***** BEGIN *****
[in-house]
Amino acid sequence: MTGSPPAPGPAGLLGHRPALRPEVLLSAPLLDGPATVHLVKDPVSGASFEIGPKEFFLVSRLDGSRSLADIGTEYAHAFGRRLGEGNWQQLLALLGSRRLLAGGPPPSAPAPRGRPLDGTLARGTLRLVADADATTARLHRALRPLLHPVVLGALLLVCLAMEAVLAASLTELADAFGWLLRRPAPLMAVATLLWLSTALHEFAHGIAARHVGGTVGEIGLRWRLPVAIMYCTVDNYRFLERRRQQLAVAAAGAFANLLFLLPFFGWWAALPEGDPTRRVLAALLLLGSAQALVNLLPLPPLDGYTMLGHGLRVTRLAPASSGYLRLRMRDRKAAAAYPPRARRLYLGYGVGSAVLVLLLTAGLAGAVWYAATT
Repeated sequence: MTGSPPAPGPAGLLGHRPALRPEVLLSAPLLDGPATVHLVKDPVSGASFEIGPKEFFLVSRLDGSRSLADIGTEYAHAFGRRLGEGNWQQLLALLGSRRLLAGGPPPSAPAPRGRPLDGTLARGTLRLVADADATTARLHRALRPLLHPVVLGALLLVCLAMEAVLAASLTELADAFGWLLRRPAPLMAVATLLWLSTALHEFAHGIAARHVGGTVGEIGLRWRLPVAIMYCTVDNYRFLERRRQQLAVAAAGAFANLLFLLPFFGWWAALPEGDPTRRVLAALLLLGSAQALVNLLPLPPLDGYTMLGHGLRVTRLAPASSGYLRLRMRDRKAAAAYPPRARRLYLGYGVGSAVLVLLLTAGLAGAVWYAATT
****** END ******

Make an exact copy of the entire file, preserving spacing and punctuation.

[in-house]
Amino acid sequence: MTGSPPAPGPAGLLGHRPALRPEVLLSAPLLDGPATVHLVKDPVSGASFEIGPKEFFLVSRLDGSRSLADIGTEYAHAFGRRLGEGNWQQLLALLGSRRLLAGGPPPSAPAPRGRPLDGTLARGTLRLVADADATTARLHRALRPLLHPVVLGALLLVCLAMEAVLAASLTELADAFGWLLRRPAPLMAVATLLWLSTALHEFAHGIAARHVGGTVGEIGLRWRLPVAIMYCTVDNYRFLERRRQQLAVAAAGAFANLLFLLPFFGWWAALPEGDPTRRVLAALLLLGSAQALVNLLPLPPLDGYTMLGHGLRVTRLAPASSGYLRLRMRDRKAAAAYPPRARRLYLGYGVGSAVLVLLLTAGLAGAVWYAATT
Repeated sequence: MTGSPPAPGPAGLLGHRPALRPEVLLSAPLLDGPATVHLVKDPVSGASFEIGPKEFFLVSRLDGSRSLADIGTEYAHAFGRRLGEGNWQQLLALLGSRRLLAGGPPPSAPAPRGRPLDGTLARGTLRLVADADATTARLHRALRPLLHPVVLGALLLVCLAMEAVLAASLTELADAFGWLLRRPAPLMAVATLLWLSTALHEFAHGIAARHVGGTVGEIGLRWRLPVAIMYCTVDNYRFLERRRQQLAVAAAGAFANLLFLLPFFGWWAALPEGDPTRRVLAALLLLGSAQALVNLLPLPPLDGYTMLGHGLRVTRLAPASSGYLRLRMRDRKAAAAYPPRARRLYLGYGVGSAVLVLLLTAGLAGAVWYAATT